Ideally a walking castle should not jump around since a house interior rarely is shake proof. In addition active balance takes energy. Muscles, or in the case of robots pistons and motors, needs to be moved for the balance to work. I haven’t done the maths yet (frankly, I need to be paid for that) but for a big, heavy vehicle like a castle walking that loss would concern me. The more passive balance I can add to the walk, the better.
This brings us to the six legged walk. With six legs all in the walk three of them will always be at the ground – like a three legged stool. Three legged stools are easier to topple over than four legged ones, but they have one distinct advantage; they are never rickety. All items with four legs run the risk of having one leg too short, and then you get that irritating micro rocking that can drive anyone insane. If the item has a flat top level that area may be askew, but it’ll be stable. (This is the reason why a lot of lab stands are three legged by the way.) Gaining that stability means the legs can be locked in place and make use of passive balance while the three others move.
So, six legs pointing almost straight down from the body. This is a far cry from Howl’s castle that keep its legs straight out from the body in distinct angles. That’s the power of magic and animation – it works on film. In real life this would put the stress of the weight of the castle on twelve tiny points; the four “shoulders” and eight “knees” (each leg has a knee hidden under the lamellae ‘skirt’ close to the body). Hypothetically the knees are supported by the bottom legs, but to walk these parts have to be pendulum moved, meaning that support is frequently diminished.
Is that so bad? Yes, due to the many moving parts joints are the weakest part of a limb. Depending of what you chose – ball and socket joint, pivot joint or hinge joint – you have things that can dislocate or simply break because it’s a tiny peg joining two pieces together. There are some impressive materials out there, but for a castle of Howl’s size we’re looking for a wishalloy if the joints should last. The more realistic alternative is to make legs with as few joints as possible, and also make use of the laws of mechanics – ie. constructing legs not built as levers.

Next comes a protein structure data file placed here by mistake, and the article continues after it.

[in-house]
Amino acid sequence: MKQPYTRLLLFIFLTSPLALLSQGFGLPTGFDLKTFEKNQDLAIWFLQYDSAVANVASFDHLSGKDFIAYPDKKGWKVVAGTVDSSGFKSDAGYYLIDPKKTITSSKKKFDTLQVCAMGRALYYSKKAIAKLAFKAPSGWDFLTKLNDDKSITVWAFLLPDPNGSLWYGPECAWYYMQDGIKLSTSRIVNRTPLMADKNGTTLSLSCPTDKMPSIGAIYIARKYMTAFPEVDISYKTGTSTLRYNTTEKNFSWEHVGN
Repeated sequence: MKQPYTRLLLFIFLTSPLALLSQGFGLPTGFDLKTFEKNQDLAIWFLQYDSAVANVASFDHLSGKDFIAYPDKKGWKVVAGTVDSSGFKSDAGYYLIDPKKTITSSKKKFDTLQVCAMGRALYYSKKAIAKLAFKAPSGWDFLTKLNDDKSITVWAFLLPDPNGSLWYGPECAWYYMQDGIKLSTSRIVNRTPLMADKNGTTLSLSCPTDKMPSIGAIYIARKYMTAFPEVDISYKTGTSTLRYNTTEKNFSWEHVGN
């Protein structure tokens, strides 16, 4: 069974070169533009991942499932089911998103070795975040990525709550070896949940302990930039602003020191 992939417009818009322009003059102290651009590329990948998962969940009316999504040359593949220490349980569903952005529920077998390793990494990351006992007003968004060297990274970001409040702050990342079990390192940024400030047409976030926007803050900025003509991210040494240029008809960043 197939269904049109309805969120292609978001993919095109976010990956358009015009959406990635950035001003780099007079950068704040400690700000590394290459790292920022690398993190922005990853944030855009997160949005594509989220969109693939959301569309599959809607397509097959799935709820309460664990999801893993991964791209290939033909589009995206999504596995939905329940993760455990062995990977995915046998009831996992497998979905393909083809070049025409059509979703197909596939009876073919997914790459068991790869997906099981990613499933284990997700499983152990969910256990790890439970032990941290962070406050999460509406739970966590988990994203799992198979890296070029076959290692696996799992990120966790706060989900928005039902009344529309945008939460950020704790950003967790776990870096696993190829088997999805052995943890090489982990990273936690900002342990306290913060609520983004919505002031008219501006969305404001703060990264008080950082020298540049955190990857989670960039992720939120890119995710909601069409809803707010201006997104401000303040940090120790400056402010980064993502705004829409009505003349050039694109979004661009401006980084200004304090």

Surfing around YouTube to find illustrations for this post made the algorithm hickup the Hacksmith Industries Spider Mech (for once a useful sugestion). This is an awesome project and I want one to go groceryshopping! But for the sake of this post I have to say that they’re kind of combining the worst of two worlds. They’re using six legs and get that passive balance, yet since each leg has four joints – two knees, one shoulder and one wrist – the entire thing keeps rocking putting extra strain on mechanics and sensors. The six legs means the walk pattern is complicated, and each one must have it’s own programming. Since the legs points out from the body instead of straight down the weight of the platform and the legs is hanging on the joints and pneumatic tubes. They even managed to get the pneumatics to explode. The project was ended when one leg simply tore itself off the platform, and after a repair it tore off again, splitting the platform in the process. They look pretty crestfallen in the end, but they did reach their goal; they made the spider mech walk.
The Spider Mech has a similar walking pattern to Howl’s moving castle. But it didn’t have anything on top – that set up with a chair and a joystick is featherweight compared to the huge living unit of the castle. Its interior hides one combined kitchen/living room/magician’s office, one bathroom, and two sleeping rooms (Sophie sleeps under the set of stairs at the bottom floor). That would make it heavier than a 34foot tiny house, which weighs over six metric tons. It’s hard to find a better illustration on how important it is to not just calculate for the legs alone, but also the weight to be carried and the mechanical stress that will appear.
(If you want to know more about the process behind making Howl’s Moving Castle I recommend “The Art Of Howl’s Moving Castle” from Studio Ghibli Library. Still available in print.)